New research confirms what a lot of people are finding out first-hand these days: being unemployed while trying to find a job is depressing.

And the longer unemployment lasts, the more depressing it is, Dr. Krysia N. Mossakowski of the University of Miami in Coral Gables, Florida, found.

Research has linked unemployment to depressive symptoms, Mossakowski notes in the latest issue of the American Journal of Public Health, but few studies have tried to distinguish between the effects of being out of the work force by choice and being unemployed and looking for a job.

Given that employment can be very important for a young person's identity and self-esteem, and that depression often first manifests itself in young adults, Mossakowski sought to determine if being out of work in young adulthood might influence depressive symptoms down the line.

The researcher analyzed data from the National Longitudinal Survey of Youth from 1979 to 1994. In one analysis, including 8,290 people who were 29 to 37 years old in 1994, she analyzed the relationship between unemployment and depressive symptoms. In the second, she looked at whether the duration of time that these people were unemployed from 1979 to 1993 affected their level of depressive symptoms in 1994. This analysis included 6,891 people.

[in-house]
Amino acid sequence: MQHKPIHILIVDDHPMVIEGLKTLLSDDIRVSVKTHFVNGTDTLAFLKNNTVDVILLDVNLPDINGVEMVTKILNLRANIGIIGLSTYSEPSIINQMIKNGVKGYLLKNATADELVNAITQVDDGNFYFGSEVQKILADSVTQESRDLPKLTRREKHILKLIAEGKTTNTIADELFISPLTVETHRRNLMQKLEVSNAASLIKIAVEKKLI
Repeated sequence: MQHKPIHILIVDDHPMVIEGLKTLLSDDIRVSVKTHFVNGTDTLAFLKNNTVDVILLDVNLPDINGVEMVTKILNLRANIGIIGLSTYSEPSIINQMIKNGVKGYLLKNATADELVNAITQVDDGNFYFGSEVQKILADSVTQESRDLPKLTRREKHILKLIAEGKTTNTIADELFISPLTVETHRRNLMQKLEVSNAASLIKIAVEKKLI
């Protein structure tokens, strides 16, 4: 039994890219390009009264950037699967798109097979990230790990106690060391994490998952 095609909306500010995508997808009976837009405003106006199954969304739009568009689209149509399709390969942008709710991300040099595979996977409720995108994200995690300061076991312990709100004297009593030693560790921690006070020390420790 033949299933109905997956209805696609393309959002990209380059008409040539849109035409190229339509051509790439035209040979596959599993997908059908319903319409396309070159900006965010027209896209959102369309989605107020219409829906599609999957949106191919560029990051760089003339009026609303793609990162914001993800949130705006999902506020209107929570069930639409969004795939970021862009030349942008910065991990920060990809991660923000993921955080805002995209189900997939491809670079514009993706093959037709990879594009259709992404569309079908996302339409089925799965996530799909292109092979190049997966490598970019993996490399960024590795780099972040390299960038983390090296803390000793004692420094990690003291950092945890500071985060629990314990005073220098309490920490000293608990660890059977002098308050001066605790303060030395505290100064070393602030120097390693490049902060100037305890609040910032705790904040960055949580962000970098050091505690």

Five percent of those surveyed in 1979 were out of work and looking for a job, while 17 percent were out of the labor force and not looking for work. People were unemployed and looking for work for about 18 months, on average, while the average amount of time out of the work force was 3.2 years.

Using sophisticated statistical techniques, Mossakowski found that the length of time a person had been unemployed influenced their level of depressive symptoms when they were 29 to 37 years old, with the same effects for men and women. This was independent of whether a person was poor or whether they had a negative net worth — both of which can be depressing.

The researcher also found that the effect of unemployment duration was independent of whether a person reported symptoms of depression two years before. But being out of the work force and not looking for work had no effect, overall, on people's level of depressive symptoms.

In an interview, Mossakowski pointed out that she wasn't looking at whether or not people had been diagnosed with clinical depression, but at their level of depressive symptoms. "Really what we're getting at is psychological distress," she said.

"When young people are unemployed and they can't find work over long periods of time it can damage their mental health," she said. "There really need to be interventions to help young people navigate between school and work."

Such efforts could save money down the road, she added, given the long-term toll depression and stress can take on physical as well as mental health.